Surf City Shredder has made Santa Cruz a leader in the art of cannabis grinding

Grinding–nope, not that dirty-dancing kind—has emerged as an important and essential part of cannabis culture. Preparing for a smoke sesh and properly breaking apart your sticky icky can be a challenging endeavor, but a well-built cannabis grinder or “shredder” can make the process a piece of cake.

As key tools in the breakdown and preparation of weed, grinders come in a multitude of forms, sizes, and materials. There are single-chamber two-piece grinders, twin-chamber three-piece grinders, and tri-chamber four-piece grinders; almost all are palm-sized containers that easily and quickly shred nuggets of cannabis into finer and smaller chunks. With three main components—the grinding chamber, teeth to do the important shredding, and a lid to keep everything secure–a well-made grinder will quickly chop flower into fine and consistent little pieces.

The process of grinding cannabis allows for an easier and tighter roll and a more enjoyable (clean, even, and consistent) smoke. Many grinder aficionados note an improved flavor, potency, and taste of their herb. After all, part of weed’s magical effects stem from the tiny, delicate and crystalline “trichomes” that give it a frosty and oh-so-beautiful appearance. Breaking down weed by hand will cause thousands of those trichomes–where the highest concentrations of cannabinoids (THC and CBD) live—to stick to your fingers.

Finely prepared cannabis ensures more THC crystals get absorbed through combustion—the better cut, the better high. Three-piece and four-piece grinders, a bit on the higher end, have a rad little compartment under the normally solid collection chamber called the kief chamber. Kief is a term for the cannabinoids and sparkly trichomes that collect in the bottom chamber or the walls of a grinder. Larger ground buds collect in the chamber, and after persistent grinding, small pollen-like materials fall through a mesh screen and into the bottom extra-special chamber. The intensity of kief can blow you away—collect it and sprinkle it on a bowl or in a joint.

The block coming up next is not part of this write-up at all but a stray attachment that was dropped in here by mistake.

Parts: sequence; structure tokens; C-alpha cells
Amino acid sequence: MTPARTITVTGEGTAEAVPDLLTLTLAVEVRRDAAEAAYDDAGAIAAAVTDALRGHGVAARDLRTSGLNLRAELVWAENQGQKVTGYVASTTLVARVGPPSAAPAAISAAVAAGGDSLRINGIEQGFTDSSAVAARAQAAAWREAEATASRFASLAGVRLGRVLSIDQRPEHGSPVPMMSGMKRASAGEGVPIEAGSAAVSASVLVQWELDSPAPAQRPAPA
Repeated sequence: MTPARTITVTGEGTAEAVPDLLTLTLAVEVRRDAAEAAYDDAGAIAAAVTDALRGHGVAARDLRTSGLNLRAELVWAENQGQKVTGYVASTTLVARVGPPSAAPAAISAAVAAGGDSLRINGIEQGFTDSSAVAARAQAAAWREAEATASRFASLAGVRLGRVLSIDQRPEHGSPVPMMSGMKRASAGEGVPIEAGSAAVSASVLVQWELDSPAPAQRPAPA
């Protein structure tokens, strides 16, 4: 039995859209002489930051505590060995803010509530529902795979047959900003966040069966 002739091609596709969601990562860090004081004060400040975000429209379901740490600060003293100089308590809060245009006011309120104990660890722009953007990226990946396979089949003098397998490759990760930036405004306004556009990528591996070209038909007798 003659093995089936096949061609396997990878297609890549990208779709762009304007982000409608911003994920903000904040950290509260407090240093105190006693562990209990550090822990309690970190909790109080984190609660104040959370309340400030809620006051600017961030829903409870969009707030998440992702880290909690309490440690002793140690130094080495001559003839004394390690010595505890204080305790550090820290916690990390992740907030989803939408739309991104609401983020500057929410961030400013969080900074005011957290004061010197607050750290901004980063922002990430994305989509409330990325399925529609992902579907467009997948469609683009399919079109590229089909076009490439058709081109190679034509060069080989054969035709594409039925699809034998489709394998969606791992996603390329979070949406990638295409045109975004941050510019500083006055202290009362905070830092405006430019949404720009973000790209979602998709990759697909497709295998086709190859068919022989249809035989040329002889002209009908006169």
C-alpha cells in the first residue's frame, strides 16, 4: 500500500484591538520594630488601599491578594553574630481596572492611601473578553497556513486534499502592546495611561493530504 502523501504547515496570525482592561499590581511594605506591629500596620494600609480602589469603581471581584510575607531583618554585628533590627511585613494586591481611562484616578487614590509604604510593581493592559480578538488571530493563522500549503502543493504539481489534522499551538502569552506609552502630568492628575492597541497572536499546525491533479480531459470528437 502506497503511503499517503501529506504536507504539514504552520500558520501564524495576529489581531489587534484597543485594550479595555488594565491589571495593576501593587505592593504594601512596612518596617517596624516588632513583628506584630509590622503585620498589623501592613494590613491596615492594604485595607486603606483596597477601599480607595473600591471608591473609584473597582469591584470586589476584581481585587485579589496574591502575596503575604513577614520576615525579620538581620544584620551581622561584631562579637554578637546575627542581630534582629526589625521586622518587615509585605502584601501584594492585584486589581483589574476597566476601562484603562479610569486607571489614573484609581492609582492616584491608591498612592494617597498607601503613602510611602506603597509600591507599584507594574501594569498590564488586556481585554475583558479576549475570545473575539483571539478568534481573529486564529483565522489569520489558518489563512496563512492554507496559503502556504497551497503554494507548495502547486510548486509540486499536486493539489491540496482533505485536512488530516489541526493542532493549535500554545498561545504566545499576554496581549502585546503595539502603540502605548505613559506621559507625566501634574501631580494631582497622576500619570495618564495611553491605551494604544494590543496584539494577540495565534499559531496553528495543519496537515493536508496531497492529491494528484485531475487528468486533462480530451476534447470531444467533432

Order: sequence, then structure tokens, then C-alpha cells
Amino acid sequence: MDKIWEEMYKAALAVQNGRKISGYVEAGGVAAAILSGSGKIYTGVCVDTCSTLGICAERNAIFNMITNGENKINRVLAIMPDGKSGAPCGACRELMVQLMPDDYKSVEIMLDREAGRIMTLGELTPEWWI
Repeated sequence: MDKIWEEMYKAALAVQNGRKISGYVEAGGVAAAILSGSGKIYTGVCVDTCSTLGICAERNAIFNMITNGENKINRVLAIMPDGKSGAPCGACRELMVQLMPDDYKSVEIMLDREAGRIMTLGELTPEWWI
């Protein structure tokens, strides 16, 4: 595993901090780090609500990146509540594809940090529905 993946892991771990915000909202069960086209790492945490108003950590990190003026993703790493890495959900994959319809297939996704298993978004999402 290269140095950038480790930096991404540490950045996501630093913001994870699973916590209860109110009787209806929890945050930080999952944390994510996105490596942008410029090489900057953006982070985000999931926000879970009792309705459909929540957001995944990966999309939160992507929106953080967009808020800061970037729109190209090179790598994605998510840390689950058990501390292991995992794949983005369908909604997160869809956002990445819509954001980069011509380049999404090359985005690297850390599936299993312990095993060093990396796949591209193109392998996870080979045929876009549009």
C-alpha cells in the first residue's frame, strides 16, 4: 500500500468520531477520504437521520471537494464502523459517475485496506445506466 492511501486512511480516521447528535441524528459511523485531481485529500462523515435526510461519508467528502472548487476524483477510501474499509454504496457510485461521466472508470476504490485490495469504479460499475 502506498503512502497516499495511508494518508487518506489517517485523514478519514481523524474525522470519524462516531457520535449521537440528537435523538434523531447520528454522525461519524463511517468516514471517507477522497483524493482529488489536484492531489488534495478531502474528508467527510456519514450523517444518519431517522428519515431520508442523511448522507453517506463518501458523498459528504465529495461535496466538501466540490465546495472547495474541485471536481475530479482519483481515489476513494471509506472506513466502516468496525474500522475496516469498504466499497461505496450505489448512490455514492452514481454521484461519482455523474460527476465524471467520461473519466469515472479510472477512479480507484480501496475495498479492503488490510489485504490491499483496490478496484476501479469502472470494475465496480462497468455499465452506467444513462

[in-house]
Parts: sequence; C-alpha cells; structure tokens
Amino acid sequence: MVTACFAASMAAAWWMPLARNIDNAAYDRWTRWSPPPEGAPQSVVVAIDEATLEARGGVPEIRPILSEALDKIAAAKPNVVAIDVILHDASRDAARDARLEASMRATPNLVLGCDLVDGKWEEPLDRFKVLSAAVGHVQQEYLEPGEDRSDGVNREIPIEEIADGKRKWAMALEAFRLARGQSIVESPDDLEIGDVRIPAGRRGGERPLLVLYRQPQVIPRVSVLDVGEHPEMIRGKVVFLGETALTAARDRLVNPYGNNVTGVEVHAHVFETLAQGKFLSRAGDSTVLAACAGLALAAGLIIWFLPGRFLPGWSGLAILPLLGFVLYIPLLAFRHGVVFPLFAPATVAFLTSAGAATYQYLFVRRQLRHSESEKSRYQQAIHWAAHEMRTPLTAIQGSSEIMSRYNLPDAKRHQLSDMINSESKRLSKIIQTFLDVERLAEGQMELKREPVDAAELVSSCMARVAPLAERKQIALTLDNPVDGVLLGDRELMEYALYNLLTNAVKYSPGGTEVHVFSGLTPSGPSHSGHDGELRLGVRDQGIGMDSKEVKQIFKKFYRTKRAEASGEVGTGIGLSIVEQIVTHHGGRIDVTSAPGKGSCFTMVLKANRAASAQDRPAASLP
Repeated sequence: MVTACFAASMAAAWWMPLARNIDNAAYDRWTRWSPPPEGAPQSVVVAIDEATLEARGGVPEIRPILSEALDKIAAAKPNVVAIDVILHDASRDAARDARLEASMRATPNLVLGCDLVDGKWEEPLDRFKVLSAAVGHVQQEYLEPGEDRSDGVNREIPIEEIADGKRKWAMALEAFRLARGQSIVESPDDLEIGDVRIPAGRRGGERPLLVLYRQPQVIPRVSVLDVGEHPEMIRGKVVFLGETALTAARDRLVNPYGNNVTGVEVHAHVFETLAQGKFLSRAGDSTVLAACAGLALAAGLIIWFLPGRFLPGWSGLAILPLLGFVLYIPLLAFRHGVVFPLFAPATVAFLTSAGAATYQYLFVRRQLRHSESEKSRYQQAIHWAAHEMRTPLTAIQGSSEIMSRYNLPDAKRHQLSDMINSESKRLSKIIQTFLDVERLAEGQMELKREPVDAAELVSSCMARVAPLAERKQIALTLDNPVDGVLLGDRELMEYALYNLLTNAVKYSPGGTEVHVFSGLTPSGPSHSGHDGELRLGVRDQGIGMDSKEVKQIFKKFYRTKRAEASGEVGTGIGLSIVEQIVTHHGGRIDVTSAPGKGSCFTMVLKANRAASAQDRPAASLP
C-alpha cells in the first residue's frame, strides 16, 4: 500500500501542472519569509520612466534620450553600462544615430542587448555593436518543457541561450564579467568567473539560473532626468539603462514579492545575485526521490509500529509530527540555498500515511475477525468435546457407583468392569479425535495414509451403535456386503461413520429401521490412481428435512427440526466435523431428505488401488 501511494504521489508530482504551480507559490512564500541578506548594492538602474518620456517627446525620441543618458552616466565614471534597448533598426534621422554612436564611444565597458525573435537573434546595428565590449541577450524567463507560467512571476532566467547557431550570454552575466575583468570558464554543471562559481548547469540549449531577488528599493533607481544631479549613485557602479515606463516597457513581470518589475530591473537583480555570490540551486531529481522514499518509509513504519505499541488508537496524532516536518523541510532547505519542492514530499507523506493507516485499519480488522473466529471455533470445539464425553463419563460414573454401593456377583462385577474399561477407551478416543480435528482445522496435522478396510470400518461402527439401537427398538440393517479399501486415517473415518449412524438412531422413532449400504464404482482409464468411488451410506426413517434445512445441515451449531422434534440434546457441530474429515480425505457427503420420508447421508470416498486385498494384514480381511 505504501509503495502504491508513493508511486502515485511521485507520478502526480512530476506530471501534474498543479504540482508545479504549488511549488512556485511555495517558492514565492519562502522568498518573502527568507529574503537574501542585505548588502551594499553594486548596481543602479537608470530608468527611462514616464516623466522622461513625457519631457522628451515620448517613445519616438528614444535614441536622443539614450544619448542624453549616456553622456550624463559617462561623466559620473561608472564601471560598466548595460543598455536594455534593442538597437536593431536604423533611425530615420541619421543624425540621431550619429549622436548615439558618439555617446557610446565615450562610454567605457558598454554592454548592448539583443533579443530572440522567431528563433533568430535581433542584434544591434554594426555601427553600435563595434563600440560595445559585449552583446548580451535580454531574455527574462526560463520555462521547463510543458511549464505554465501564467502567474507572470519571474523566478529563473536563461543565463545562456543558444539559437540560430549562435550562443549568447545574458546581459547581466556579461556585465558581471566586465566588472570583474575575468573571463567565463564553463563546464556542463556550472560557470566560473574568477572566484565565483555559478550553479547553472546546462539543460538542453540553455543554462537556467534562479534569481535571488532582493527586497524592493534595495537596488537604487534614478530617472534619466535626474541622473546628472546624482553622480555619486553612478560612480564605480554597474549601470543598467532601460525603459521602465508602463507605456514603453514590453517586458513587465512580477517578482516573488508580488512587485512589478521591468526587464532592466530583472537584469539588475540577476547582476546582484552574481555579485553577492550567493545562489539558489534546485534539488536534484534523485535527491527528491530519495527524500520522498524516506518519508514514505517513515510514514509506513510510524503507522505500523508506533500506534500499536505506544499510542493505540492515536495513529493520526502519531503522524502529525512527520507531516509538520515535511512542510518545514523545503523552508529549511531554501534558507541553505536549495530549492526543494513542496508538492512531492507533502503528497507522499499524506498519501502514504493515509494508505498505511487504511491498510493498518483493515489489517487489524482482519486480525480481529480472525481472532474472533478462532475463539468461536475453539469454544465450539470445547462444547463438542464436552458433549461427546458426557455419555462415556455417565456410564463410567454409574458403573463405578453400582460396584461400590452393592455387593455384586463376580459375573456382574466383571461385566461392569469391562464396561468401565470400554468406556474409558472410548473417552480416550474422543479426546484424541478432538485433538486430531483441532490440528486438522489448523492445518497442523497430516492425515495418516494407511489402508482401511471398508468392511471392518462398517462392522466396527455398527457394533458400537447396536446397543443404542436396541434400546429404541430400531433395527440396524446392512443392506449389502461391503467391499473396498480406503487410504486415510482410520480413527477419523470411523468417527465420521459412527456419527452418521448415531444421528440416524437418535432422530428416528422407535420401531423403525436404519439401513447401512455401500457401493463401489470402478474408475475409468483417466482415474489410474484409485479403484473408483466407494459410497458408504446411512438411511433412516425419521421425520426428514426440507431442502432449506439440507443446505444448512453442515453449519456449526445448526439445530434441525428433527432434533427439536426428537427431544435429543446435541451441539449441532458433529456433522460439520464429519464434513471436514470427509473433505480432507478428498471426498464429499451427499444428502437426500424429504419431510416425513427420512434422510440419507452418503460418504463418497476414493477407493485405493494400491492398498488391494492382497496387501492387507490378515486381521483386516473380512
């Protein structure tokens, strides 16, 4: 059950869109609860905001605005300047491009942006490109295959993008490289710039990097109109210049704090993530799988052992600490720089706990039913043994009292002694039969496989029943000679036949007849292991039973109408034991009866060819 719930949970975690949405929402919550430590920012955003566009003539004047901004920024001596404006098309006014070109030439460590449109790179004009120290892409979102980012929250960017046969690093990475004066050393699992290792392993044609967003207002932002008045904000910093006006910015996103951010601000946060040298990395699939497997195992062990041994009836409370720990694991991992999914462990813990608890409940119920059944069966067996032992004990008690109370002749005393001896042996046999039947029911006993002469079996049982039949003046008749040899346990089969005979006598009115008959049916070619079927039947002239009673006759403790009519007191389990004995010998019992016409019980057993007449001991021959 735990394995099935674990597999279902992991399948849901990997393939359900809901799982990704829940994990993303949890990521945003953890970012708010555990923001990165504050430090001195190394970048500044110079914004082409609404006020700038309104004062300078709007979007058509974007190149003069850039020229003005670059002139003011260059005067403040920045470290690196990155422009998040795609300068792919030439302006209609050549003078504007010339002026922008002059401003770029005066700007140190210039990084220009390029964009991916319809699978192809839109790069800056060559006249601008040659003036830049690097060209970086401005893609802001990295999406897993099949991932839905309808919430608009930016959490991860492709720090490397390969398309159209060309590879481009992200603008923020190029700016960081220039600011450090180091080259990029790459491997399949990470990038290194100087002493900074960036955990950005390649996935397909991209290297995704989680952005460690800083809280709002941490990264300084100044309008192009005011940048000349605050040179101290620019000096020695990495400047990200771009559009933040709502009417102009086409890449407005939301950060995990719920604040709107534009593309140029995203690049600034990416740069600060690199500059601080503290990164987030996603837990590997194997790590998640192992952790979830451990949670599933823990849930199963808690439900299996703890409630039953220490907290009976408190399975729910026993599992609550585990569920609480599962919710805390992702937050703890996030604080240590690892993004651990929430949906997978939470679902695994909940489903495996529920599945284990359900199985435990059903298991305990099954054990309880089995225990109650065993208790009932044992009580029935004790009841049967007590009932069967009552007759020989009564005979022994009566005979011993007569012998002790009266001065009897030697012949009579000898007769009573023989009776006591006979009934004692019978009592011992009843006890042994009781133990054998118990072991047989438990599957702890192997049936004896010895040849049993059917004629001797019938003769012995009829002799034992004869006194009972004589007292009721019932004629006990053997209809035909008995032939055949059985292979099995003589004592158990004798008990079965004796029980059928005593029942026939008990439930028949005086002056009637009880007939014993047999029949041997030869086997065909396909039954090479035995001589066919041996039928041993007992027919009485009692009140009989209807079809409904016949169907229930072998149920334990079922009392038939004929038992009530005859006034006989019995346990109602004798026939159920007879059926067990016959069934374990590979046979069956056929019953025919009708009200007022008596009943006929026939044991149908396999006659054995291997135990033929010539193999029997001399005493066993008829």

Every seasoned cannabis connoisseur has a preferred method for breaking apart, preparing, and grinding their herb. Today, there’s really no reason not to invest in a grinder. Most smoke shops carry a variety of herb pulverizers, and low-end models can be snagged for a measly ten bucks. (Of course, you get what you pay for.) On the other end of the spectrum, some ultra-high-end grinders can cost north of $100.

Santa Cruz Shredder CEO Matt Hanson founded the company with his partner Mark Edwards in 2007. An owner of numerous smoke shops in the early ’90s, Hanson noticed that there were no grinders manufactured in the U.S., and that innovation in the space was seriously lacking. He and his company set out to change that. And they certainly did, effectively turning an industry on its head in the process.

“If you use a standard grinder, you get BB-sized chunks. What we did is invent and patent a totally new tooth design–it’s what we became known for,” says Hanson. “We created one of the first known brands in the grinder industry and the cannabis game. We started small, and things really caught fire.”